As the starter went, the group made a dash up the hill. Everyone letting the more competent and quicker competitors to go first. Soon a line was spread out up the mountain with our skis sliding beneath us. Compared to last year the cooler conditions felt much more enjoyable. Making it to the top of the first hill and I got tempted by the longer course for a lap. The shorter course is much more about taking part aspect so doing a hybrid certainly when I wasn’t in a competitive position wasn’t going to affect anyone. Skins off and tucked into my already sweaty top I skied back down the mountain before applying my skins and heading back up the mountain. The next stage included a couple of boot packing sections. Hidden amongst the trees and what felt at times like I was hiking up a small frozen stream with ski boots on I slipped, slide and scrambled my way up hill. At times trying to perch on anything I could. Trees, rocks and anything poking out from the snow became a possible hand hold. I am sure there is a better techniques for this but on this occasion it wasn’t coming to me. I wasn’t helped by my poor attempt at strapping my skis to my bag – resulting in my skis smacking off my helmet with every other step. Good thing it wasn’t my head. A final skin up and it was time to ski all the way back to the base of the mountain for round 2 of 3.


For the next 2 rounds I went back to my original plan of not boot packing and purely skinning and skiing. As the field spread out working out who was on what loop and which course became increasingly hard. Nonetheless I mostly ended up skiing along with someone for at least part of the lap,  which provided some distraction from my now burning legs as we headed up hill again. The second lap went by without any hiccups, my transitions seemed to be improving between skinning up and getting them off as quickly as possible before skiing back down the mountain.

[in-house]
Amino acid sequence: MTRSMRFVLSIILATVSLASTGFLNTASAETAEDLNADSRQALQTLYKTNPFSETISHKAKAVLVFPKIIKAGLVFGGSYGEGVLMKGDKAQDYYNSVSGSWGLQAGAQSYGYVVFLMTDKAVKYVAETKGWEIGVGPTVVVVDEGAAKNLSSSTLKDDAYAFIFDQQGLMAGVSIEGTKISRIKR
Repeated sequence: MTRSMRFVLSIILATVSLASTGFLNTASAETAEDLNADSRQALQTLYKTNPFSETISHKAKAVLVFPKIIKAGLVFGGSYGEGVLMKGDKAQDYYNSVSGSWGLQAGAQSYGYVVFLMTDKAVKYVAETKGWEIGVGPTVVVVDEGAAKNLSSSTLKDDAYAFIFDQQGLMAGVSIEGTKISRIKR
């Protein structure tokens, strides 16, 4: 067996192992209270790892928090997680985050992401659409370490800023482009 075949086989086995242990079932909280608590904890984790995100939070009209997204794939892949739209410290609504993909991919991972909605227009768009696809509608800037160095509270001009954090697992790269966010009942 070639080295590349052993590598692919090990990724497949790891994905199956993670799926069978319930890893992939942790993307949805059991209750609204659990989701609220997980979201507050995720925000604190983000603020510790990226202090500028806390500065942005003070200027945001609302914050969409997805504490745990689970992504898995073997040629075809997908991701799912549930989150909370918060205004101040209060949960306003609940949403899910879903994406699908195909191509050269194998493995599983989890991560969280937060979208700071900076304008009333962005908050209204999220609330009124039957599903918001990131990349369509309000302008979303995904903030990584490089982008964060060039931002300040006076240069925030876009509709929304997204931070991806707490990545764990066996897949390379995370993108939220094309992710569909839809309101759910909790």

The third lap and my energy levels were beginning to dip a bit. I munched down some food and finished the last few remaining drips off water in my water platypus pack. As I was eating and drinking though I knew I had missed timed it. At this stage it would not give me much of benefit compared to if I had started slightly earlier. A learning for the next one.


A tough race, but brilliant! The thing I really enjoy with skimo is how it uses so many different muscles and the satisfaction (smug feeling) you get from self-powering your way up the mountain. It certainly makes me appreciate the ski down much more than if I just jump on a lift.


Its all about earning your turns.

In terms of top tips that I have learnt so far from doing skimo

1) know the course as best you can. It can be difficult converting a not to scale map of a resort with the various sections so ideally visit the area.

2) practise taking your skins on and off your skis as well as how to pack them away.

3) most importantly enjoy the experience and hopefully you will end up doing it a few times.


Despite my time spent pulling a pulk, the skills and techniques although similar to cross country are also certainly very different. With both pulk pulling and cross country skiing you are trying to build up speed as efficiently as possible. But having to drag additional 60 – 100kg’s or so of weight behind you certainly slows you down, makes you more cumbersome and changes your concept of speed. Pulk pulling uses large snow boots and bindings that clamp your foot onto the ski, kind of like a snowboarding binding. In comparison the cross country setup feels incredibly sleek and light weight. So despite having done some cross country skiing in Scotland (when the conditions allowed) it was time to get out on the slopes in the US.